Friday Night Fights 10th January 2014

By Steve Bateson on January 13, 2014
Friday Night Fights 10th January 2014
Rodriguez records a majority decision over Vicente

The ESPN cameras were rolling inside the Emerald Queen Casino, Tacoma, Washington for another edition of “Friday Night Fights”. The main event of the evening was scheduled for ten rounds in the Junior Lightweight division but Arash Usmanee was forced to pull out just four days before fight night.

That left Juan Antonio Rodriguez without an opponent until Yennifel Vicente stepped in at short notice to fill the void. The bout was cut to an eight rounder and although Vicente started the first round brightly, it soon became clear that he wasn’t quite at peak condition to take advantage of the opportunity he had been presented with.

Vicente spent most of the fight on the back foot, trying to counter Rodriguez as he came in to exchange on the ropes, but his opponent was able to keep him at bay with a well-timed jab and flurries of hard left and right combinations. It would be unfair to say Vicente was outclassed, because that really wasn’t the case, but he just wasn’t doing enough to pressurise Rodriguez, who was fighting in America for the first time.

Vicente’s right hand often landed, once or twice stopping Rodriguez in his tracks, but he never built upon it, choosing this single punch method over a more eye-catching combination approach. Rodriguez was able to present himself as the dominant fighter as he was constantly walking Vicente back to the ropes and landing with stiff jabs, bloodying his rival’s nose in the process.

By the end of eight rounds it seemed obvious that Rodriguez had done enough to clinch victory, a far higher punch percentage was registered in his name, but one of the three judges felt that Vicente had done enough to earn himself a draw (76-76). Luckily the other two officials were watching the fight in front of them and scored in favour of Rodriguez (77-75), giving him a majority decision victory.

Had Vicente had longer to prepare for this fight then perhaps he could have picked up a victory, he certainly wasn’t fazed by Rodriguez’s punching reputation (25-4 22KO’s), but instead he was handed his second career defeat, leaving him with a record of 25-2-2 with 17 KO’s. Not the best fight in the world, bar a couple of exchanges in the middle rounds and Vicente falling through the ropes in round three, it will not live long in the memory.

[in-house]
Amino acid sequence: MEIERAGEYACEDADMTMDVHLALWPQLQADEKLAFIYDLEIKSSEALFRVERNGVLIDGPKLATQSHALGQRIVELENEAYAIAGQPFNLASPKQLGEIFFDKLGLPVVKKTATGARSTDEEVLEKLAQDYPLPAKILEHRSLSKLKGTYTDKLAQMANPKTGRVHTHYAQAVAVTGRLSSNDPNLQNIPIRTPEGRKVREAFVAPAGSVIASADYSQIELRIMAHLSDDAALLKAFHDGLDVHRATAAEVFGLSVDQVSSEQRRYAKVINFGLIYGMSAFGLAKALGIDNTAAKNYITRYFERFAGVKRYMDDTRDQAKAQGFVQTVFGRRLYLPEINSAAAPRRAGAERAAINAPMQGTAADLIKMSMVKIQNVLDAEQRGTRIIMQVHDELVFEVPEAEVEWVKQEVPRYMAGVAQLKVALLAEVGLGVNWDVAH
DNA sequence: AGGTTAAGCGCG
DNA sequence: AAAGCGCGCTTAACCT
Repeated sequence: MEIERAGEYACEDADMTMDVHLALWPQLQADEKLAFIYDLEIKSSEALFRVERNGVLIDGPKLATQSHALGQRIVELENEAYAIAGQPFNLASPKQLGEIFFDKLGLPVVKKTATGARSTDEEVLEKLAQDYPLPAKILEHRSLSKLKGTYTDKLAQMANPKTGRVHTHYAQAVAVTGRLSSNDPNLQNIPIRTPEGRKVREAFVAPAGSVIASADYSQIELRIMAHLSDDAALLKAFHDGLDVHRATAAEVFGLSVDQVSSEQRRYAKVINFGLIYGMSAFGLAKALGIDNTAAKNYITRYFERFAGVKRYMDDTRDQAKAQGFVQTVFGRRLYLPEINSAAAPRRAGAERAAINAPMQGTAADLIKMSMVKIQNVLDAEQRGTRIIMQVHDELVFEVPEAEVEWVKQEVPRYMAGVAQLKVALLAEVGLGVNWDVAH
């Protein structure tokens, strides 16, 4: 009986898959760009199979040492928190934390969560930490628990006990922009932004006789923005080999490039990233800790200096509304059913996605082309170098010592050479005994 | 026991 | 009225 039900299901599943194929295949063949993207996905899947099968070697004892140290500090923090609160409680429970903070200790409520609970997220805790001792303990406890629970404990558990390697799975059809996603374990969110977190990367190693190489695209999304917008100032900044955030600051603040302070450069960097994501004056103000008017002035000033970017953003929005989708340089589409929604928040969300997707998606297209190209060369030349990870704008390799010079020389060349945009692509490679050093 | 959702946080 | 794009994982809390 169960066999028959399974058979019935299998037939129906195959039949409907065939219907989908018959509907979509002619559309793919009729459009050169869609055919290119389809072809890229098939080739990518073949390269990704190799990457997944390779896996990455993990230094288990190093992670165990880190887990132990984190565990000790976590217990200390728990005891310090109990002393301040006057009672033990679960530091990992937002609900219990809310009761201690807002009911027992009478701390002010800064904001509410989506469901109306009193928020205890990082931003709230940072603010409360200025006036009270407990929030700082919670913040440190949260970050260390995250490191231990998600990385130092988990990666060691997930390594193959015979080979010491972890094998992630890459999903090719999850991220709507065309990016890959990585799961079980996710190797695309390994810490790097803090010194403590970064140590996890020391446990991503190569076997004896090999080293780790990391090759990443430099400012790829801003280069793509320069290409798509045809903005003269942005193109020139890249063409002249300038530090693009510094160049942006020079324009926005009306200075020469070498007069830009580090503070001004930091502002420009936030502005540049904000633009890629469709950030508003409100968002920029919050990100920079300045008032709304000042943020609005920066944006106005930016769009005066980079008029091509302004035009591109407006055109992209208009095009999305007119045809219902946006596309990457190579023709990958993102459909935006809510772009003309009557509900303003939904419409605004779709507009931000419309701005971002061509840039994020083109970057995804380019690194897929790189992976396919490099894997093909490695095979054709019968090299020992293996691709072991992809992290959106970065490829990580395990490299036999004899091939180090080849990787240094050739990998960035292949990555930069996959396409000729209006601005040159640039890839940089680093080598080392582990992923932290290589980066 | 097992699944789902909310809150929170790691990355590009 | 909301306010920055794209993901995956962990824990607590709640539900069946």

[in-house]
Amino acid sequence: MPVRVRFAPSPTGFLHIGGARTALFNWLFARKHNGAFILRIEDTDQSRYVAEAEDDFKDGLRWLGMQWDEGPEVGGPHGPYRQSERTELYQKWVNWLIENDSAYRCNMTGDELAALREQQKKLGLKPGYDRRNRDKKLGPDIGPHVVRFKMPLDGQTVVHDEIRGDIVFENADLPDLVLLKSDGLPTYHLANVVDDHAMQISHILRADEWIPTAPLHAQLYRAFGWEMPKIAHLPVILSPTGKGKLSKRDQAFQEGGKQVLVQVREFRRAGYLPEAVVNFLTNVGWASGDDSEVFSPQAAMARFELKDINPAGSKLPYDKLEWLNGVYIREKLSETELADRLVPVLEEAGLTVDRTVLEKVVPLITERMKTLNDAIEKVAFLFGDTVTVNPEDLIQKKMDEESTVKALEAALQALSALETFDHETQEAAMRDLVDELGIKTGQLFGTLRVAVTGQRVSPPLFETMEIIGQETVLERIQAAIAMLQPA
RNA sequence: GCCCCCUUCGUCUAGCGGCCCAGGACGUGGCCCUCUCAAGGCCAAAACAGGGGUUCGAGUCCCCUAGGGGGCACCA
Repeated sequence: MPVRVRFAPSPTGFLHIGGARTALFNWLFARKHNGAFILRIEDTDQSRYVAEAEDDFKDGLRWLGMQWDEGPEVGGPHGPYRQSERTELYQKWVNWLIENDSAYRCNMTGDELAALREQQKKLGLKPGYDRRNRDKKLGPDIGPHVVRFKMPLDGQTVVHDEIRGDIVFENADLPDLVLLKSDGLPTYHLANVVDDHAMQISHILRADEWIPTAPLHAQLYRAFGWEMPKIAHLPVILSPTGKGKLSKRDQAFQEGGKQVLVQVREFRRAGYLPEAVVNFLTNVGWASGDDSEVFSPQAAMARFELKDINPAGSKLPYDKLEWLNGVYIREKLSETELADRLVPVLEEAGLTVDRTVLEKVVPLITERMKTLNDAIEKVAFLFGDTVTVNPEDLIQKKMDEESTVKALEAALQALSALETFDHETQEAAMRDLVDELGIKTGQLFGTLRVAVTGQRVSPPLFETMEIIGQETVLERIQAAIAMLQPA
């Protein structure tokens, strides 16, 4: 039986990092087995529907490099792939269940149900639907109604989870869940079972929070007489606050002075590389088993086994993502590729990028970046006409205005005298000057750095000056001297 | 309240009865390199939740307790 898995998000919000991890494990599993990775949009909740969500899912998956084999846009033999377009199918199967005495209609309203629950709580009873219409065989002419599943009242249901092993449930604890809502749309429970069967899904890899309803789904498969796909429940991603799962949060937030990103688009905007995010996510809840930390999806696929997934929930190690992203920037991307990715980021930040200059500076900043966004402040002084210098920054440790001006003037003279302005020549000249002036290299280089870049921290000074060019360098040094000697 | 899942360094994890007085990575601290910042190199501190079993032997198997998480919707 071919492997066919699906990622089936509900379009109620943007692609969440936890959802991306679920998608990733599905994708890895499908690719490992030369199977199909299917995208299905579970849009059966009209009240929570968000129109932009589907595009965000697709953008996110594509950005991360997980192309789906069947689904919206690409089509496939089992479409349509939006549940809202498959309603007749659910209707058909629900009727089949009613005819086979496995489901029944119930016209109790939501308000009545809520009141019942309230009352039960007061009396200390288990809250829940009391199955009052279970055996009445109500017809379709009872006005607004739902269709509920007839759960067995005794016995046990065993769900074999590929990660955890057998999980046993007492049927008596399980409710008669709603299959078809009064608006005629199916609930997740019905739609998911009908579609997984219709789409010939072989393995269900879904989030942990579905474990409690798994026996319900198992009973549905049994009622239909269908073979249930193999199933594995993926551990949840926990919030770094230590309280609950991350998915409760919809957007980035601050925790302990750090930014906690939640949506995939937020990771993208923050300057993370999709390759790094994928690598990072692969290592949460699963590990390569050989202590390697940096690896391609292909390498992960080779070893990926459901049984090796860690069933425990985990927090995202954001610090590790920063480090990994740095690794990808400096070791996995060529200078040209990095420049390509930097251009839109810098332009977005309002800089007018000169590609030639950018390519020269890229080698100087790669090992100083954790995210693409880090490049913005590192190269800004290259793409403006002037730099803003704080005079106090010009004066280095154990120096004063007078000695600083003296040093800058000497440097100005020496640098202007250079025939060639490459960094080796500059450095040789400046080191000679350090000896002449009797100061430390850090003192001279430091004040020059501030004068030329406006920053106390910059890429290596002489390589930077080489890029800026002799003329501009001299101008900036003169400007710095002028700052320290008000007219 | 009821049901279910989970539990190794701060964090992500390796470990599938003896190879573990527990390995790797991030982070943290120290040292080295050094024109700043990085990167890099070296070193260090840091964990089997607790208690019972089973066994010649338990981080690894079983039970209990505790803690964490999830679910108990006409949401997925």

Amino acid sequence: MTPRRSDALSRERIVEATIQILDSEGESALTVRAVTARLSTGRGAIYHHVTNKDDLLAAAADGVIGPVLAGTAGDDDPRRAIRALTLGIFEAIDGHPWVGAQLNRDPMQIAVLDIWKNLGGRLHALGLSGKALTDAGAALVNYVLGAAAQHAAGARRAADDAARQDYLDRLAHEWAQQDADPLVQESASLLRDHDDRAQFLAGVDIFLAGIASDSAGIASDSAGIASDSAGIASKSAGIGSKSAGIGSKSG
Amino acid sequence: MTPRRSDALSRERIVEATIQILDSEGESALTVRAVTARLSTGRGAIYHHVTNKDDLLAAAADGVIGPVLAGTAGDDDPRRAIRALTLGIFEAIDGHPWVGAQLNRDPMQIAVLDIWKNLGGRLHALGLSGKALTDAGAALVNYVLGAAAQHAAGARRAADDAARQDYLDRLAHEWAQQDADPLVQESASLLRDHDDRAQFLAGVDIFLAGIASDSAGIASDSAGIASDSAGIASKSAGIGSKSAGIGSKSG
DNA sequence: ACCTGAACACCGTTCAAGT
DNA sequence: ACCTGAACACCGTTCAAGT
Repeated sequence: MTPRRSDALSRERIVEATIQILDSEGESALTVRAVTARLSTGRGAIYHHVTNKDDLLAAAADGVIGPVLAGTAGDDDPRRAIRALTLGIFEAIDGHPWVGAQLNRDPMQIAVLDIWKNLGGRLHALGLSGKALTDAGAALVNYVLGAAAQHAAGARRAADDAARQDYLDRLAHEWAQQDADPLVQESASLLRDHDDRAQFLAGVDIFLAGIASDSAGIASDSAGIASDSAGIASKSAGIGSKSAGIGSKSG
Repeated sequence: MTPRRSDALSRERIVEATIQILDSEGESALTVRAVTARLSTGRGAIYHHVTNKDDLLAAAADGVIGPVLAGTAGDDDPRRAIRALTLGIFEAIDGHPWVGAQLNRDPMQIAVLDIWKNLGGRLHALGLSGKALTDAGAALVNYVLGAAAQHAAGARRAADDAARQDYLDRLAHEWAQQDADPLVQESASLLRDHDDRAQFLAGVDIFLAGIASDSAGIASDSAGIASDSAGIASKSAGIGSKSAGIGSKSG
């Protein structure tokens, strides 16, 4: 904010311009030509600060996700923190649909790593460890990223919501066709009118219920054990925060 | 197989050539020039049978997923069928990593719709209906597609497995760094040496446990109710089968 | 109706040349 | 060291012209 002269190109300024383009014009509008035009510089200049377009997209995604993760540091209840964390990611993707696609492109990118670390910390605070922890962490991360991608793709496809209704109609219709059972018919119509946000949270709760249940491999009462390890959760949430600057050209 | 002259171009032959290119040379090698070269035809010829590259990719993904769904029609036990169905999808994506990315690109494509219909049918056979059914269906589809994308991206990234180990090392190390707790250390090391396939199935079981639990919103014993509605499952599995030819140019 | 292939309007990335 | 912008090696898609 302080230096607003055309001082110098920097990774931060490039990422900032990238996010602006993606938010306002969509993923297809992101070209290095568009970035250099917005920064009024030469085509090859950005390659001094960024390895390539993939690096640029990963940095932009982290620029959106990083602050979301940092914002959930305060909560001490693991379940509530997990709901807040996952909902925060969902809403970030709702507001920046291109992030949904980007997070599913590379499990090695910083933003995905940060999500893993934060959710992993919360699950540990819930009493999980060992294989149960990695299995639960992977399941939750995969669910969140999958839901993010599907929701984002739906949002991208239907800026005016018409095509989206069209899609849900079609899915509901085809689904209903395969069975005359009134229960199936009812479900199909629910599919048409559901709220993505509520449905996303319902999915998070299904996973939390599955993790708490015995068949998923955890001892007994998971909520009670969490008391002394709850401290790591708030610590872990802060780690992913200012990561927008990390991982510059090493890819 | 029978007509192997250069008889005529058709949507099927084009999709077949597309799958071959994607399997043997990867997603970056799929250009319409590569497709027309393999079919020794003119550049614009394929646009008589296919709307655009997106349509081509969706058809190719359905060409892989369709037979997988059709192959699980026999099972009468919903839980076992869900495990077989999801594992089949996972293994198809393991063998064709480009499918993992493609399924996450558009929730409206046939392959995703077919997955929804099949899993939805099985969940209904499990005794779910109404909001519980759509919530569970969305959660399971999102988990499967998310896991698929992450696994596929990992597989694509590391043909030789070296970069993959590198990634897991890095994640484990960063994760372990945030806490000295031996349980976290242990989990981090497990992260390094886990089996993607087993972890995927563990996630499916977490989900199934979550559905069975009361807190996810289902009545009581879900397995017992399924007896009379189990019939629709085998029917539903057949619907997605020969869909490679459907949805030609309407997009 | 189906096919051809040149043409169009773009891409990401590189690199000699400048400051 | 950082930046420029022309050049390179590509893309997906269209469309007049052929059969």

The Undercard

The main event was backed up by two feature fights: The first pitted former Olympian, Zahir “King” Raheem earning a unanimous decision against the “Mongolian Mongoose” Bayan Jargal in a ten round, light-welterweight contest. Raheem is best known for his 2005 unanimous decision victory over Erik Morales but his most recent performance indicates that his best days are far behind him.

Early in the fight, Zahir was too quick for his opponent and wobbled Jargal in the third round with a hard overhand right. But an unwillingness to throw combinations and a tendency to stand back and admire his own work highlighted Raheem’s lack of killer instinct, something that he been pointed out time and again in his career. By round six Raheem was starting to coast, easing up on his punches and allowing Jargal to walk him down, pressurizing Zahir into making mistakes and taking shots that really were not necessary.

Jargal continued his relentless approach right up to the final bell, earning himself a little credit for never giving up despite the class difference between the two fighters. Zahir had become sloppy, throwing and missing wildly, which allowed Jargal to capitalise and punish him, had the Mongolian fighter been able to find that sort of success from the outset then a very different result could have been possible. Raheem (now 35-3 with 21 KO’s) was a clear, deserved, victory but I wonder how many more miles are on the clock for the 37 year old. He missed his boat back in the day for title contention so it really does beg the question, where can he go from here?

Kayode wins again

It took five rounds for Lateef Kayode to start using his jab against “journeyman” Jonte Willis but as soon as he did, the fight was ready to be called to a halt. The scheduled six rounder at Heavyweight was slow and lethargic for the first four rounds, Kayode allowing Willis to throw punches whilst he missed wildly with uneducated swings, something he hasn’t been taught by Freddie Roach, but as soon as the corner urged him to use his reach and size advantage there was only going to be one winner.

The unbeaten Nigerian (now 20-0 with 16 KO’s) wobbled Willis badly in the 5th round, a triple jab followed by an uppercut worked wonders and turned his opponent’s legs to jelly, but somehow the American was able to see out the round. But the inevitable was barely delayed as Kayode started the sixth, and final, round with bad intentions. He landed a solid jab, pressing Willis back onto the ropes, and followed up with a flurry of left and right hooks that forced the referee to intervene. Willis complained to the referee but there was little point, he was merely trying to survive and offering nothing back, the decision was a correct one.

Kayode remains undefeated but judging by this display it may not last much longer, especially if he has designs on stepping up his level of competition. Freddie Roach will have to work hard to combat Lateef’s tendency to throw wild punches, leaving himself wide open for counters, because at Heavyweight there will be a queue of fighters willing to test out Kayode’s punch resistance if given the opportunity.

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Lateef Kayode vs. Jonte Willis



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